Originally published October 7 2010
Study links vitamin D deficiency to breast cancer
by Jonathan Benson, staff writer
(NaturalNews) Researchers from the University of South Carolina (USC) recently conducted a study that found a clear connection between low vitamin D levels and some of the worst and most aggressive forms of breast cancer. Particularly in women with darker skin, those deficient in vitamin D were found to be eight times more susceptible to malignant breast cancer than are women with higher levels.
For the study, Susan Steck, Ph.D., M.P.H., and her colleagues from USC evaluated 107 women who had been diagnosed with breast cancer within the previous five years. Forty-seven of the women were Caucasian while the other 60 were African-American. All women provided blood samples to researchers who tested their levels of 25-hydroxyvitamin D (25-OH-D).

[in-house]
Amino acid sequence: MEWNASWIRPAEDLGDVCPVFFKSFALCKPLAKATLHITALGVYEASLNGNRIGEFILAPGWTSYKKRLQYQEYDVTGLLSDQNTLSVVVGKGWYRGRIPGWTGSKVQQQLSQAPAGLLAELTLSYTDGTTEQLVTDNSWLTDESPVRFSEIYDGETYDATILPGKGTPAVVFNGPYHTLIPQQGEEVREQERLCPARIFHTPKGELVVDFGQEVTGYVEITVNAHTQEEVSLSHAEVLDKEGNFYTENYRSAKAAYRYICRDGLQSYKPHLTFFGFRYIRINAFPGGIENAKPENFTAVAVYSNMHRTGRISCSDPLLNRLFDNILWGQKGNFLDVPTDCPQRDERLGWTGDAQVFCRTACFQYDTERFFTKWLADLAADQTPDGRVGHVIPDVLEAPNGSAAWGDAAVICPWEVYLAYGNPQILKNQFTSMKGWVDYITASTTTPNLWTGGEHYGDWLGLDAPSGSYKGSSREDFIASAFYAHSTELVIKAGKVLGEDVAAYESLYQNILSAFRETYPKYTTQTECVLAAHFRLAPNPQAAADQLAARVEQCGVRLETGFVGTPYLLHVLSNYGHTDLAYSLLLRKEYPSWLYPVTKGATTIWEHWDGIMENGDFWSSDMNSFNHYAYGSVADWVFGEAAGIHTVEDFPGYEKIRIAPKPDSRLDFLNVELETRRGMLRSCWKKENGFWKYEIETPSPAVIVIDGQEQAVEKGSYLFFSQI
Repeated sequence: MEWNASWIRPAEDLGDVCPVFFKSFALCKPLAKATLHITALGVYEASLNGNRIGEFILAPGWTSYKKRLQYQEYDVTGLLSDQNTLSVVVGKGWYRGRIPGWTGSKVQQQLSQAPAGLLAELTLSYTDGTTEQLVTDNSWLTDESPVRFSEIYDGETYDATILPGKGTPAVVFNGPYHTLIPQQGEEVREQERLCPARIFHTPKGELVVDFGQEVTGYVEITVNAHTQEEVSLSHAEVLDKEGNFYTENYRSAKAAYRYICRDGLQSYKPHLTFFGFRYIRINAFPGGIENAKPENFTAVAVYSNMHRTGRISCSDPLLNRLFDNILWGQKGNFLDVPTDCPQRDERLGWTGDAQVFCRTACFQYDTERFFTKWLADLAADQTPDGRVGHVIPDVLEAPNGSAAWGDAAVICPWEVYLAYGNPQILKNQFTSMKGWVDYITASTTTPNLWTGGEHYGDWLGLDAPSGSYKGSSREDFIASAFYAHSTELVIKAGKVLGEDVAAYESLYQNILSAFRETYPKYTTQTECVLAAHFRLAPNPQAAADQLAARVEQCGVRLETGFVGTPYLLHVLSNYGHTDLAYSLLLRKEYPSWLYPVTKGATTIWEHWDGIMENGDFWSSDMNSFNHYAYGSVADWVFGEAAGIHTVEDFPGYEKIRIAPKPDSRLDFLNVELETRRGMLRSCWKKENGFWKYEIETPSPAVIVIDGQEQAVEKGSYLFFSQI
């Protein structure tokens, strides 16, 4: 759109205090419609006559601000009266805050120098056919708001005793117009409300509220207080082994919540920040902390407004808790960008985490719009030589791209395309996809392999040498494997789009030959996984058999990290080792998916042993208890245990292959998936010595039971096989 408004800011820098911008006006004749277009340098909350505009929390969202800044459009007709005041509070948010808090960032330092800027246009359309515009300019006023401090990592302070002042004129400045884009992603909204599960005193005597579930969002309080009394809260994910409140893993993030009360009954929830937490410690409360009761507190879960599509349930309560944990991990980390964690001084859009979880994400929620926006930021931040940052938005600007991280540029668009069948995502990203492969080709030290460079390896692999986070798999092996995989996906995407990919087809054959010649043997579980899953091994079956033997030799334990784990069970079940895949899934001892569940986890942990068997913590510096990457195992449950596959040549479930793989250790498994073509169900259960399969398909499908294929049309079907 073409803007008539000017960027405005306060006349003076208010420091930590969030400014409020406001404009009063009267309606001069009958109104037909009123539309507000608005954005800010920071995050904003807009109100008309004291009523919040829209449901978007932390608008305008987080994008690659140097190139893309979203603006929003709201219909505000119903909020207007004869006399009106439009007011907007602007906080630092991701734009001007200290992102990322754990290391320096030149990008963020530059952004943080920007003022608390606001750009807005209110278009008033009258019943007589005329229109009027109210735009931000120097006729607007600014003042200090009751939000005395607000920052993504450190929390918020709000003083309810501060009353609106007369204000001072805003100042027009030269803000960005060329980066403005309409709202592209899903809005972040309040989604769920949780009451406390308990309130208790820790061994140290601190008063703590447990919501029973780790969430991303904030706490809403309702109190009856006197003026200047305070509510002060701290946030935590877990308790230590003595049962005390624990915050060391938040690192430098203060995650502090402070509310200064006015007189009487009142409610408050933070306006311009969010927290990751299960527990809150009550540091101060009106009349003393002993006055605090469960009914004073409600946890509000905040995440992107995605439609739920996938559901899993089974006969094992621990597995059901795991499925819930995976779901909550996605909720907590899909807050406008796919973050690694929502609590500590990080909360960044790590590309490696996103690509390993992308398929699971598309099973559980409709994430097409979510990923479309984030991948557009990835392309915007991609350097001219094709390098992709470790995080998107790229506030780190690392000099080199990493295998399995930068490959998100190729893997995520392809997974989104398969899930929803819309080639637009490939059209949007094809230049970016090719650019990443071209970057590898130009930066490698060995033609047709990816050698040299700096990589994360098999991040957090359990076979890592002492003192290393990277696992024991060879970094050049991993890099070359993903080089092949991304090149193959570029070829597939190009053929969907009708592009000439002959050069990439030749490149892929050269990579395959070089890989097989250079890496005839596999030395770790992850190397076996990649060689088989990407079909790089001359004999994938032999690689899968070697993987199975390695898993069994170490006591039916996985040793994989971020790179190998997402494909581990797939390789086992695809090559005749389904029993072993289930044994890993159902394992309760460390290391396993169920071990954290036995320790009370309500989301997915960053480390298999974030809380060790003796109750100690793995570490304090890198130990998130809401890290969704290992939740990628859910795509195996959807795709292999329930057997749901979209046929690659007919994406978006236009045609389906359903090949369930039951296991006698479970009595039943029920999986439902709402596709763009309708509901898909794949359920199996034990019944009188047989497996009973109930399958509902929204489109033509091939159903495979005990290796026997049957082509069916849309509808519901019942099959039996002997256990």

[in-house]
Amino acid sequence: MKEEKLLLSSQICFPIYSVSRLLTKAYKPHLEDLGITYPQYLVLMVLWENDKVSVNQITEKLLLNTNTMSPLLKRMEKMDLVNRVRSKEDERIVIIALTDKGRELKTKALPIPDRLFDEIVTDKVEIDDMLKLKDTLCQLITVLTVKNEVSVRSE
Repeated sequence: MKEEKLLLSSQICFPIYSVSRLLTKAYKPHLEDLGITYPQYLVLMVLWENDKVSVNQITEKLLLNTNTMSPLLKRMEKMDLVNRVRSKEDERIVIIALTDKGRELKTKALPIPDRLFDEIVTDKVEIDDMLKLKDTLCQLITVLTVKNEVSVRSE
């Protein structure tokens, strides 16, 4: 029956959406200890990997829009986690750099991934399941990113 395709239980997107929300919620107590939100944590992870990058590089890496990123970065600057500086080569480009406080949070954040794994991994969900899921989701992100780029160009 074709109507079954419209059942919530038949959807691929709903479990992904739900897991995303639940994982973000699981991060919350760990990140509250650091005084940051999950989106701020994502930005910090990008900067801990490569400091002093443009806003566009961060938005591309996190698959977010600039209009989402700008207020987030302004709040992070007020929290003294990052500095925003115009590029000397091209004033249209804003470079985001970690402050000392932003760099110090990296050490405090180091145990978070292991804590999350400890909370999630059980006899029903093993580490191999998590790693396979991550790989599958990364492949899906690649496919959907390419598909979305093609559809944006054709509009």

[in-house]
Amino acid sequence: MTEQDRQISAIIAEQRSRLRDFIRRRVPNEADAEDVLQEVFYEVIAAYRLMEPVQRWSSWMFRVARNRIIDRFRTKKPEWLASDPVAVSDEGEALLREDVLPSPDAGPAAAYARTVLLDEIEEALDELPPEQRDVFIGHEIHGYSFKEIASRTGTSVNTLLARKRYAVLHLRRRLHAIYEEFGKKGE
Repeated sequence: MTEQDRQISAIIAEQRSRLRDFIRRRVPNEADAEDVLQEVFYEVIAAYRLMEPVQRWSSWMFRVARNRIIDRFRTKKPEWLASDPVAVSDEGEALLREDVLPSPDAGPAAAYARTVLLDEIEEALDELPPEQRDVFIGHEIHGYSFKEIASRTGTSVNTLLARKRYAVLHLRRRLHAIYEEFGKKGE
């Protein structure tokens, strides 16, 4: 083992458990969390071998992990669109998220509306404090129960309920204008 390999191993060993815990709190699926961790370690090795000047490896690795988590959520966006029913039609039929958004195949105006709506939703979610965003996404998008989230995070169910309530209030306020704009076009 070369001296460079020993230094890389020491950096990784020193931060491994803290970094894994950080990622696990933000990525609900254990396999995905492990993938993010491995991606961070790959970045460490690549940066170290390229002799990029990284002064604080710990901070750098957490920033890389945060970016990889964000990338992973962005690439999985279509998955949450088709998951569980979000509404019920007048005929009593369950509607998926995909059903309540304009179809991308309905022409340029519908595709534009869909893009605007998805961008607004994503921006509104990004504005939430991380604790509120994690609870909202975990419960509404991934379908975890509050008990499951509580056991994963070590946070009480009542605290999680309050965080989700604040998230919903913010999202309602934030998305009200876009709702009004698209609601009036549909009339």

They found that women with triple-negative breast cancer -- meaning the tumors contain no estrogen, progesterone, or HER2 receptors -- had the lowest blood serum levels of vitamin D. Triple-negative breast cancer is now widely recognized as one of the worst and most aggressive breast cancers, since it spreads easily and quickly.
Additionally, roughly 60 percent of the African-American women that participated in the study were vitamin D deficient, in contrast to roughly 15 percent of Caucasian women. Darker skin is not as receptive to the sun's ultraviolet rays -- the rays that produce vitamin D in the skin -- which is why researchers believe there is a large disparity between the two groups.
"We know that darker skin pigmentation acts somewhat as a block to producing vitamin D when exposed to sunlight, which is the primary source of vitamin D in most people," Steck is quoted as saying to MedPage Today. "We think it may be important to [sic] for doctors to monitor the vitamin D blood levels of their patients, especially among African-American patients."
When sunlight exposure is not enough, supplementing with vitamin D3 is the next best option. Some doctors recommend taking upwards of 10,000 international units (IU) or more per day of vitamin D as part of a healthy lifestyle.
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